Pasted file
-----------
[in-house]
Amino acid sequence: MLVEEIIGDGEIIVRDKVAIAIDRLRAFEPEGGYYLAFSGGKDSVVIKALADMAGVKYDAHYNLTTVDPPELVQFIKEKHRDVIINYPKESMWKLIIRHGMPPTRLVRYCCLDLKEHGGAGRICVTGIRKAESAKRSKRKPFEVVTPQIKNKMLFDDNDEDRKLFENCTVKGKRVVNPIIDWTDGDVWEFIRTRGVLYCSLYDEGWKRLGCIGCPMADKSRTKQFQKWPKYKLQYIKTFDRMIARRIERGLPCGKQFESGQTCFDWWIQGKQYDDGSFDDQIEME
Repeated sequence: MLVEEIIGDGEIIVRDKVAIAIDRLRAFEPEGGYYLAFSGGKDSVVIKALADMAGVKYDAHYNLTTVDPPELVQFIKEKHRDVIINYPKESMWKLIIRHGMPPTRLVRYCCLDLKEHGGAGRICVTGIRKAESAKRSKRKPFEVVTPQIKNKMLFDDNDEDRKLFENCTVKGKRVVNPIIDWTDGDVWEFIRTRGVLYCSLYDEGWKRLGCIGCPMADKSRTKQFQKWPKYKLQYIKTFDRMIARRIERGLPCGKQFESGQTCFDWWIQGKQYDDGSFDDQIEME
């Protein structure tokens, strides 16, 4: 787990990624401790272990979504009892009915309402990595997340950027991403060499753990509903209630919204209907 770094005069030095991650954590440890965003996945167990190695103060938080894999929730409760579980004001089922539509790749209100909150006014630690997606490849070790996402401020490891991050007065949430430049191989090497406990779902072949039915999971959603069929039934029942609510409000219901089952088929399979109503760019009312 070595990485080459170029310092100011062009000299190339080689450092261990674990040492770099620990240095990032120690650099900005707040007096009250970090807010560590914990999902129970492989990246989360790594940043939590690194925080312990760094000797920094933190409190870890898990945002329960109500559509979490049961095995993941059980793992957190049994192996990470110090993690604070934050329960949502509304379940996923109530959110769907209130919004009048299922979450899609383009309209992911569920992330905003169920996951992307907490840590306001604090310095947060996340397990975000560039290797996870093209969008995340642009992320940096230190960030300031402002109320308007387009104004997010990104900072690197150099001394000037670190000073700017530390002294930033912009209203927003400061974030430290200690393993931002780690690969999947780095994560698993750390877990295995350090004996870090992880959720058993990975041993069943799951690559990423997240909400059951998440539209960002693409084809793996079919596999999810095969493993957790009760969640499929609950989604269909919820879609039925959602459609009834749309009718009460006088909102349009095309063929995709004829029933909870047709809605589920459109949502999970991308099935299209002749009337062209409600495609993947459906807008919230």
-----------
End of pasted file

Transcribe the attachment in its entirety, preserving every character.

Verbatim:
[in-house]
Amino acid sequence: MLVEEIIGDGEIIVRDKVAIAIDRLRAFEPEGGYYLAFSGGKDSVVIKALADMAGVKYDAHYNLTTVDPPELVQFIKEKHRDVIINYPKESMWKLIIRHGMPPTRLVRYCCLDLKEHGGAGRICVTGIRKAESAKRSKRKPFEVVTPQIKNKMLFDDNDEDRKLFENCTVKGKRVVNPIIDWTDGDVWEFIRTRGVLYCSLYDEGWKRLGCIGCPMADKSRTKQFQKWPKYKLQYIKTFDRMIARRIERGLPCGKQFESGQTCFDWWIQGKQYDDGSFDDQIEME
Repeated sequence: MLVEEIIGDGEIIVRDKVAIAIDRLRAFEPEGGYYLAFSGGKDSVVIKALADMAGVKYDAHYNLTTVDPPELVQFIKEKHRDVIINYPKESMWKLIIRHGMPPTRLVRYCCLDLKEHGGAGRICVTGIRKAESAKRSKRKPFEVVTPQIKNKMLFDDNDEDRKLFENCTVKGKRVVNPIIDWTDGDVWEFIRTRGVLYCSLYDEGWKRLGCIGCPMADKSRTKQFQKWPKYKLQYIKTFDRMIARRIERGLPCGKQFESGQTCFDWWIQGKQYDDGSFDDQIEME
């Protein structure tokens, strides 16, 4: 787990990624401790272990979504009892009915309402990595997340950027991403060499753990509903209630919204209907 770094005069030095991650954590440890965003996945167990190695103060938080894999929730409760579980004001089922539509790749209100909150006014630690997606490849070790996402401020490891991050007065949430430049191989090497406990779902072949039915999971959603069929039934029942609510409000219901089952088929399979109503760019009312 070595990485080459170029310092100011062009000299190339080689450092261990674990040492770099620990240095990032120690650099900005707040007096009250970090807010560590914990999902129970492989990246989360790594940043939590690194925080312990760094000797920094933190409190870890898990945002329960109500559509979490049961095995993941059980793992957190049994192996990470110090993690604070934050329960949502509304379940996923109530959110769907209130919004009048299922979450899609383009309209992911569920992330905003169920996951992307907490840590306001604090310095947060996340397990975000560039290797996870093209969008995340642009992320940096230190960030300031402002109320308007387009104004997010990104900072690197150099001394000037670190000073700017530390002294930033912009209203927003400061974030430290200690393993931002780690690969999947780095994560698993750390877990295995350090004996870090992880959720058993990975041993069943799951690559990423997240909400059951998440539209960002693409084809793996079919596999999810095969493993957790009760969640499929609950989604269909919820879609039925959602459609009834749309009718009460006088909102349009095309063929995709004829029933909870047709809605589920459109949502999970991308099935299209002749009337062209409600495609993947459906807008919230």